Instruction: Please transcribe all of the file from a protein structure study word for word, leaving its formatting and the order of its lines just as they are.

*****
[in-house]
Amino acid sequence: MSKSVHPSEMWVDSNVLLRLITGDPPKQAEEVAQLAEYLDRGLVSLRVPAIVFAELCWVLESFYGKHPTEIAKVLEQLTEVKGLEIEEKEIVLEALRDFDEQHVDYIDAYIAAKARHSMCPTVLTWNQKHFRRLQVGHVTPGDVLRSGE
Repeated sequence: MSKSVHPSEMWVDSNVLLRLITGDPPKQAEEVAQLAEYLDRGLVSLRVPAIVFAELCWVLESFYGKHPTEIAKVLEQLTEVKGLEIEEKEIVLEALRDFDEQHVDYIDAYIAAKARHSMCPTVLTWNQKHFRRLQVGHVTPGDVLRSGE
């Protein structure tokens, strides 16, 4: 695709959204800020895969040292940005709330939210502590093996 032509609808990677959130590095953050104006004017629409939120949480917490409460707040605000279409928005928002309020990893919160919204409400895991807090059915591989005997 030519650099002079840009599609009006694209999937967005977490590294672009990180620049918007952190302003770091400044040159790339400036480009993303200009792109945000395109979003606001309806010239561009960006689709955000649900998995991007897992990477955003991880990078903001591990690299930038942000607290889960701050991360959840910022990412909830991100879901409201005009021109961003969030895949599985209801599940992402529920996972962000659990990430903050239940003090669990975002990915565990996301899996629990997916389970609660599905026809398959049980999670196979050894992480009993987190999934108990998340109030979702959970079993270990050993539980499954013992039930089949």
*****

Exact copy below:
[in-house]
Amino acid sequence: MSKSVHPSEMWVDSNVLLRLITGDPPKQAEEVAQLAEYLDRGLVSLRVPAIVFAELCWVLESFYGKHPTEIAKVLEQLTEVKGLEIEEKEIVLEALRDFDEQHVDYIDAYIAAKARHSMCPTVLTWNQKHFRRLQVGHVTPGDVLRSGE
Repeated sequence: MSKSVHPSEMWVDSNVLLRLITGDPPKQAEEVAQLAEYLDRGLVSLRVPAIVFAELCWVLESFYGKHPTEIAKVLEQLTEVKGLEIEEKEIVLEALRDFDEQHVDYIDAYIAAKARHSMCPTVLTWNQKHFRRLQVGHVTPGDVLRSGE
């Protein structure tokens, strides 16, 4: 695709959204800020895969040292940005709330939210502590093996 032509609808990677959130590095953050104006004017629409939120949480917490409460707040605000279409928005928002309020990893919160919204409400895991807090059915591989005997 030519650099002079840009599609009006694209999937967005977490590294672009990180620049918007952190302003770091400044040159790339400036480009993303200009792109945000395109979003606001309806010239561009960006689709955000649900998995991007897992990477955003991880990078903001591990690299930038942000607290889960701050991360959840910022990412909830991100879901409201005009021109961003969030895949599985209801599940992402529920996972962000659990990430903050239940003090669990975002990915565990996301899996629990997916389970609660599905026809398959049980999670196979050894992480009993987190999934108990998340109030979702959970079993270990050993539980499954013992039930089949």